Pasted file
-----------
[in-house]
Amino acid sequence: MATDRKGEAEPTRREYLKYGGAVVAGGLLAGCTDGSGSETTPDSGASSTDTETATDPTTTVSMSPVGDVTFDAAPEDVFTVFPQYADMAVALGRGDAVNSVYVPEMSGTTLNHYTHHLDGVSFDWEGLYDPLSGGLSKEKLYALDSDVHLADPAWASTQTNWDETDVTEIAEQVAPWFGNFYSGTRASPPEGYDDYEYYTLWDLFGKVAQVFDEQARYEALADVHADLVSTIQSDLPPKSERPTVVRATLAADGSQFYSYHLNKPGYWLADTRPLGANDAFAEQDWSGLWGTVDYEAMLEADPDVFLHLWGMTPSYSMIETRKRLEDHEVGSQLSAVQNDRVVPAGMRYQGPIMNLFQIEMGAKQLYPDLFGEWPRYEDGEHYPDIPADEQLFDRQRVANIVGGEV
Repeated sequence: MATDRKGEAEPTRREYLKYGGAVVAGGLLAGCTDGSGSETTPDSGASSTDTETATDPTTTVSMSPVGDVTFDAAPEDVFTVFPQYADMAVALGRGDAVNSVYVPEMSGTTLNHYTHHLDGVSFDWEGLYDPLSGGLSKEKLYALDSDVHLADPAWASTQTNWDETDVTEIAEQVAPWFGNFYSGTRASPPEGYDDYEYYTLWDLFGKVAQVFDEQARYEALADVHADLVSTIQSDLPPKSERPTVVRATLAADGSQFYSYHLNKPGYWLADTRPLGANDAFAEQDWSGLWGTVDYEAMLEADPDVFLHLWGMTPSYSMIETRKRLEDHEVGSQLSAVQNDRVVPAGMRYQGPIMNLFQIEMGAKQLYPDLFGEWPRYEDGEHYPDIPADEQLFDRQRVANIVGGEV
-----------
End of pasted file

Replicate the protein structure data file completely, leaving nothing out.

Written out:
[in-house]
Amino acid sequence: MATDRKGEAEPTRREYLKYGGAVVAGGLLAGCTDGSGSETTPDSGASSTDTETATDPTTTVSMSPVGDVTFDAAPEDVFTVFPQYADMAVALGRGDAVNSVYVPEMSGTTLNHYTHHLDGVSFDWEGLYDPLSGGLSKEKLYALDSDVHLADPAWASTQTNWDETDVTEIAEQVAPWFGNFYSGTRASPPEGYDDYEYYTLWDLFGKVAQVFDEQARYEALADVHADLVSTIQSDLPPKSERPTVVRATLAADGSQFYSYHLNKPGYWLADTRPLGANDAFAEQDWSGLWGTVDYEAMLEADPDVFLHLWGMTPSYSMIETRKRLEDHEVGSQLSAVQNDRVVPAGMRYQGPIMNLFQIEMGAKQLYPDLFGEWPRYEDGEHYPDIPADEQLFDRQRVANIVGGEV
Repeated sequence: MATDRKGEAEPTRREYLKYGGAVVAGGLLAGCTDGSGSETTPDSGASSTDTETATDPTTTVSMSPVGDVTFDAAPEDVFTVFPQYADMAVALGRGDAVNSVYVPEMSGTTLNHYTHHLDGVSFDWEGLYDPLSGGLSKEKLYALDSDVHLADPAWASTQTNWDETDVTEIAEQVAPWFGNFYSGTRASPPEGYDDYEYYTLWDLFGKVAQVFDEQARYEALADVHADLVSTIQSDLPPKSERPTVVRATLAADGSQFYSYHLNKPGYWLADTRPLGANDAFAEQDWSGLWGTVDYEAMLEADPDVFLHLWGMTPSYSMIETRKRLEDHEVGSQLSAVQNDRVVPAGMRYQGPIMNLFQIEMGAKQLYPDLFGEWPRYEDGEHYPDIPADEQLFDRQRVANIVGGEV